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About the BioResource

Introduction

National Institute for Health Research (NIHR) Biomedical Research Centres (BRC) are based within the most outstanding NHS and University partnerships in the country, and are leaders in scientific translation – taking research at the bench to the bedside. There are now 11 BRCs across the UK and you can read more about them at the NIHR website.

Headquartered in Cambridge the NIHR BioResource is being established around seven of the NIHR BRCs – Cambridge, Newcastle, Imperial, Guy’s and St Thomas’, South London and Maudsley, Oxford, University College London Hospitals, and the Leicester Cardiovascular Biomedical Research Unit (BRU). It is an umbrella organisation being established following the success of the Cambridge BioResource (CBR), set up in 2005.

NIHR BioResource – Rare Diseases is also part of this umbrella organisation and has been established to recruit participants with rare diseases, and their relatives. The aim is to drive identification of disease cause, improve rate of diagnosis and to enable studies to develop and validate treatments; thus improving care for those with rare disease and their families.

BioResource Centres

Each BioResource has established groups of healthy volunteers and patients who have provided samples (of blood or saliva) and agreed to be recalled by genotype and phenotype to participate in medical research and trials. For example Leicester has over 2,000 volunteers who have taken part in a study on blood pressure. This group consists of 500 individuals and two adult offspring making it an interesting group for genetic analyses looking at hereditary and familial traits. The Oxford BioResource is being built on the success of the Oxford BioBank, and has over 5,000 healthy volunteers and patient groups.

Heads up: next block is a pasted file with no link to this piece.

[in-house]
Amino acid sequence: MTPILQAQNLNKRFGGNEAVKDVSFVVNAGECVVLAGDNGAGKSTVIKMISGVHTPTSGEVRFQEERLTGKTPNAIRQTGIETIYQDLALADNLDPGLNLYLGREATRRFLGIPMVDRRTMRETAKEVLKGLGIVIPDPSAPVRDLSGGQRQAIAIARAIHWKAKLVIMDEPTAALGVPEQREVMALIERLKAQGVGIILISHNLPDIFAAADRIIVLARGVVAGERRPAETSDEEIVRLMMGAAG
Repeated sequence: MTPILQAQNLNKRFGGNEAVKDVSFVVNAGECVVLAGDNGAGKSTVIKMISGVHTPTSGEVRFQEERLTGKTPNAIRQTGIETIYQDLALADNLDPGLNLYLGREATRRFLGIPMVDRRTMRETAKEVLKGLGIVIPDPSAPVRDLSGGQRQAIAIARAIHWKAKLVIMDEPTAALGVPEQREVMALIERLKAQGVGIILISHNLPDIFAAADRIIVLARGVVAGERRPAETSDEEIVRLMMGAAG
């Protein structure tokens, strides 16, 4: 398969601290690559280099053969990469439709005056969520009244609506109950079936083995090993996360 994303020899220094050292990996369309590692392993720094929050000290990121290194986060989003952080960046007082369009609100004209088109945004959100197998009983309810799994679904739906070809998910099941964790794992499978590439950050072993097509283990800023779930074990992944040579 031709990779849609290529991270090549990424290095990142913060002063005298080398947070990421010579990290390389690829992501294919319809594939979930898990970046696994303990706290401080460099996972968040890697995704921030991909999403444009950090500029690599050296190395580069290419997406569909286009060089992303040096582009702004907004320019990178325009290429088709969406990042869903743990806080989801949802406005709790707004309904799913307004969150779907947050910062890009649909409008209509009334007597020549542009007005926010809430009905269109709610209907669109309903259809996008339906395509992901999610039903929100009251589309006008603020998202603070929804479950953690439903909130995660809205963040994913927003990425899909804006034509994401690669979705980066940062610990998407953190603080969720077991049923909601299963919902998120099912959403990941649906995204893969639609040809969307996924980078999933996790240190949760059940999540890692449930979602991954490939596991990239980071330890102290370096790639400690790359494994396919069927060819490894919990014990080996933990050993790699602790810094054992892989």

The aim of BioResource is to build on and integrate existing resources at these seven named centres, and to promote the continued recruitment of volunteers and patients. In future it is hoped that recruitment will extend to additional sites across the whole of England.

Why now?

The Cambridge BioResource set out to provide researchers with volunteers tailor made to their research studies. Studies that were looking at the link between genes, the environment and disease. The first study undertaken in 2007 was very successful and since then demand has grown from researchers to develop the resource. The more people who participate the larger number of genes there are to study – this will improve our knowledge of the genetic basis of many conditions and ultimately improve healthcare for all.

Who will benefit?

Bringing all this data and resource together will benefit both patients and the public; and biomedical researchers in  industry, academia and the NHS.

Research teams will be able to access large numbers of well characterised individuals. This will particularly help with the study of rare diseases where identifying and recruiting particular groups of volunteers and patients can take time.

Patients will benefit too, and as the resource grows having larger numbers of people being able to participate in clinical research and trials of new drugs or treatments will enhance that research. Improved access to research volunteers will ensure that testing can be completed quickly and effectively, making it easier to bring new treatments to market.